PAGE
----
Higher in the Mix
Most studio audio mixing pros (at least those who work on PCs and Macs, and know how enervating it can be to try to nail down a fade or place an effect with a keyboard or mouse) are familiar with the Mackie Universal control. On the live recording front, the Mackie 1202-VLZ Pro (around $450) is the smallest model in the company's VLZ-Pro compact mixer line, but it has a whack of solid features for the live event videographer (and for use back in the studio, too). Users will find 12 inputs (four mono, four stereo pairs), incorporating XLR mic and 1/4" line connections, and a wide range of output options, including aux sends, dedicated tape, monitor, headphone, and more, bringing flexibility to any production configuration. A three-band active EQ, as well as low-cut filtering, brings added control over incoming sound sources.
The AC-powered unit weighs a little more than six pounds, even in its solid metal chassis. Sealed pots on all controls bring added confidence during outdoor produc-tions—and yes, there is a high-density foam MackieGear mixer bag ($30) for moving the mixer around.
Mackie also manufactures Tapco mixers, offering comparable performance but at lower costs. Unveiled in 2003, the 6303 ($119.95) Tapco model features two mic inputs, two instrument inputs, two stereo line inputs, two aux sends, a stereo aux return, tape in and out, and stereo control room and phone outputs in addition to the main outputs.
Shure, well known for its microphone offerings and wireless performance gear, produces two portable mixers of particular interest to the event videographer with a somewhat larger budget for this sort of application than those likely to seek out the tools discussed thus far. The FP24 is a two-channel mixer with excellent sound quality and operational features. It is priced around $850, but if you are truly concerned about even the basic two-person interview sound you get on location, think about this unit. It can be chained to other mixers for greater functionality.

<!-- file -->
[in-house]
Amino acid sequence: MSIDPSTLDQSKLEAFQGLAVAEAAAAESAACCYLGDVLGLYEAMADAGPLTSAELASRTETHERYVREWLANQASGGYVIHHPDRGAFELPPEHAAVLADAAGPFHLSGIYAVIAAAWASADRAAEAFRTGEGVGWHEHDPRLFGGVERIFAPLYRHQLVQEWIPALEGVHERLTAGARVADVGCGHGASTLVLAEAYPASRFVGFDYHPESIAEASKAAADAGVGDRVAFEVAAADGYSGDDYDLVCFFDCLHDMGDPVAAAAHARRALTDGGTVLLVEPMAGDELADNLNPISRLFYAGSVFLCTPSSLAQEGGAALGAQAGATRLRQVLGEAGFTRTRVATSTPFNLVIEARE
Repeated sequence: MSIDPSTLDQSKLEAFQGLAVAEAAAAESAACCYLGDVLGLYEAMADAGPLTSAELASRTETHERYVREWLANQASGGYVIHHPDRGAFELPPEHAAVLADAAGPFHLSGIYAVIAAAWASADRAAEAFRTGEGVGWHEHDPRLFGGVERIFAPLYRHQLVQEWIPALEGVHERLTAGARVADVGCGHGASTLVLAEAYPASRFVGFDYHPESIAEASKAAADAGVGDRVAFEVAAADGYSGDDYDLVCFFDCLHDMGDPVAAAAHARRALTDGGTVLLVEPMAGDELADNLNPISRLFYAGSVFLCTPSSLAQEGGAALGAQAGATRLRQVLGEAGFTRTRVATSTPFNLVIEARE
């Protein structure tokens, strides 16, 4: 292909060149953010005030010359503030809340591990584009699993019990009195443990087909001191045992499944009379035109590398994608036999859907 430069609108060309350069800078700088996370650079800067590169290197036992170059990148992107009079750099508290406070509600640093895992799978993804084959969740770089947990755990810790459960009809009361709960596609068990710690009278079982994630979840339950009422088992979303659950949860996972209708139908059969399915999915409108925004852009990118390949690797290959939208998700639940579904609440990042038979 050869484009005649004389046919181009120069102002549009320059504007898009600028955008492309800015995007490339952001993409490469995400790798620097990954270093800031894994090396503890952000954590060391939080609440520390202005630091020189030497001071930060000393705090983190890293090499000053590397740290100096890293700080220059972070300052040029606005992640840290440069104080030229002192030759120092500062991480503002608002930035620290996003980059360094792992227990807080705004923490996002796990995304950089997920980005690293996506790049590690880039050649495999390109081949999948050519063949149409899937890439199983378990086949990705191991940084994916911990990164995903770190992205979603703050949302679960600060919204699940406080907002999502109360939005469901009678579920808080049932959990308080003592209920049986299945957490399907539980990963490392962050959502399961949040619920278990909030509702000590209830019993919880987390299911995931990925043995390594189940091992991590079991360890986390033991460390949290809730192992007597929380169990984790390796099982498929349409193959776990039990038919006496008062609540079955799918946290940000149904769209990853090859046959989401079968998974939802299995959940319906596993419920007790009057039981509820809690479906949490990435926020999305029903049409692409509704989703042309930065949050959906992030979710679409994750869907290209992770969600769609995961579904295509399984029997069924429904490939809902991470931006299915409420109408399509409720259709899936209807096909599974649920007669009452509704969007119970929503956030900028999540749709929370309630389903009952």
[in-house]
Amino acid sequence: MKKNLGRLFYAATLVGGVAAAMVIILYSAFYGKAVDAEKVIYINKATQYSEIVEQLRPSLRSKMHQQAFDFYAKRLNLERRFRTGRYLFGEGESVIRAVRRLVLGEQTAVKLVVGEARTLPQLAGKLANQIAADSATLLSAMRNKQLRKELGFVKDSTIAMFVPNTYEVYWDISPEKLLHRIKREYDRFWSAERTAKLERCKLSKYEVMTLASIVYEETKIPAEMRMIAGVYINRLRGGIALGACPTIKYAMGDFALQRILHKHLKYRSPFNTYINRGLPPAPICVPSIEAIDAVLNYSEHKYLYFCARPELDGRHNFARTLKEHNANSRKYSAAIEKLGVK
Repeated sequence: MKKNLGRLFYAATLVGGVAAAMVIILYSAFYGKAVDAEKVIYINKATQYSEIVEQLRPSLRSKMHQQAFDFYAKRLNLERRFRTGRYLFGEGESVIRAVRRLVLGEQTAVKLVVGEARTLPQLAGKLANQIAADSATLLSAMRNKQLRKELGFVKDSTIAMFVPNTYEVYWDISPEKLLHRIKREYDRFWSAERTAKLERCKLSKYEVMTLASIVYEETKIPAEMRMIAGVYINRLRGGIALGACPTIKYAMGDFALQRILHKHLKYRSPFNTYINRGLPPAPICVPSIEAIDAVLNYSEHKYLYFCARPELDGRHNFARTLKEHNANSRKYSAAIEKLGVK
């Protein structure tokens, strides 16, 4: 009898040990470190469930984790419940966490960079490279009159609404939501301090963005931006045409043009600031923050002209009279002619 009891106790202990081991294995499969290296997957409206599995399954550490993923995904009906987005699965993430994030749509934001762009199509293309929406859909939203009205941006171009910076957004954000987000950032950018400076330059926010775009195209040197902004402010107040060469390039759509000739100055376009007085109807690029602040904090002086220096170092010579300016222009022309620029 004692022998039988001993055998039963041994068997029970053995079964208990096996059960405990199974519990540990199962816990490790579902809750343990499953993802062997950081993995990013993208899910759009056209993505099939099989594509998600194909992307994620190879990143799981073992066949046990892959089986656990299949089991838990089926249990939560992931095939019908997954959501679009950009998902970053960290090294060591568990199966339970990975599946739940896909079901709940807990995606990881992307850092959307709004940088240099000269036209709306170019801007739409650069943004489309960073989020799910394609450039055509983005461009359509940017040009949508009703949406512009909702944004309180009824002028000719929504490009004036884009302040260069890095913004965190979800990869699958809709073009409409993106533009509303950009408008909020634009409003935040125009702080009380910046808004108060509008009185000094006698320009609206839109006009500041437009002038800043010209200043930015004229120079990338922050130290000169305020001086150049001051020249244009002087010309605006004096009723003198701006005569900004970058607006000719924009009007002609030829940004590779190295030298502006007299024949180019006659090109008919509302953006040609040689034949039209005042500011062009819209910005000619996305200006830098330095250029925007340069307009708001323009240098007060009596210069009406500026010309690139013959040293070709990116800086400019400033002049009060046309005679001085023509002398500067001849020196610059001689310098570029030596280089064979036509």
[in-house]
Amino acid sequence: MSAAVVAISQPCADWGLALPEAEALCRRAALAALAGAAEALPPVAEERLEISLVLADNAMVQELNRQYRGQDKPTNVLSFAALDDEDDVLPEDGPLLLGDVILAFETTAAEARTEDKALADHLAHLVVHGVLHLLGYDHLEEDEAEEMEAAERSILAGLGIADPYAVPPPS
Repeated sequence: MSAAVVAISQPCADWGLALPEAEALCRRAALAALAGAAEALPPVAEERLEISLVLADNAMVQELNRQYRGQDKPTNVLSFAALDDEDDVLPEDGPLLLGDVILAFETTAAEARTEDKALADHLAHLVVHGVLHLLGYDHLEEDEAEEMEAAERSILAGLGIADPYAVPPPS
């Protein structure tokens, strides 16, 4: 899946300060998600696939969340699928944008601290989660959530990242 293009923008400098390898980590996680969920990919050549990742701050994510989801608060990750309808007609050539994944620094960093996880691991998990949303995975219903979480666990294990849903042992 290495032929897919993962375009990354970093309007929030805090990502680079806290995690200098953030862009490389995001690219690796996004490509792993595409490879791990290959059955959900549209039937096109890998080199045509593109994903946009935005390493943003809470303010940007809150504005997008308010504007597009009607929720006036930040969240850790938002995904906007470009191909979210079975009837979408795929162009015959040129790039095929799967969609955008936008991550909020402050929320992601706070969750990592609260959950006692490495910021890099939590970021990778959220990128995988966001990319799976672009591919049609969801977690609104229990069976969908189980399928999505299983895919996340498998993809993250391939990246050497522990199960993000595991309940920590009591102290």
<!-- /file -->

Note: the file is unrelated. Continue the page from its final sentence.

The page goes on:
Or consider Shure's M367, a six-input mixer/amplifier, priced around $840. Balanced mic inputs can handle any wireless or condenser microphone, and the unit's outputs allow for connection to a wide array of analog and digital devices. Powered via two standard 9-volt alkaline batteries or 120V AC (detachable power cord supplied), the unit is also rackmountable.
Portable mixers from Sound Devices are a little pricier, such as the 302 model at $1495, but they offer strong audio features, including I/O limiters, high-pass filters, and adjustable trim and pan pots. Good audio integrity can be achieved with any type of input device, including wireless transmitters and receivers, direct camera audio of all kinds, and external audio re-corders. All controls are accessible right on the main sur-faces, which is handy, particularly for over-the-shoulder operation. Solo headphone monitoring, stereo tape output, and LEDs that can be read outdoors are also featured. The mixer runs from either three internal "AA" batteries or external 5-18 V DC. Even with batteries, the 302 weighs only about two pounds.
With its $2,500 street price, the DMX-P01 Digital Portable Mixer is Sony's answer to demanding live audio requirements. Weighing just under five pounds, it is well-suited for professional event video work—just wit-ness its camera send/return function. Other user-selected functions are enabled from both front-panel physical controls and menu-driven commands, displayed on a backlit LCD. It runs on eight "AA" batteries, with DC operation via 4-pin XLR connection. There's a spare battery compartment, too.
With its full 24-bit processing and a sampling rate of either 48KHz or 96KHz, the DMX-P01 provides excellent sound quality with line or mic input devices. It has both digital and analog outputs, and is easily connected to edit suite or other equipment. Live audio mixing for event videography is usually done for one of two reasons—either so you don't have to edit, or because you do. Either way, start with a good mixer on your next production and you'll be sure to hear the difference in the final mix.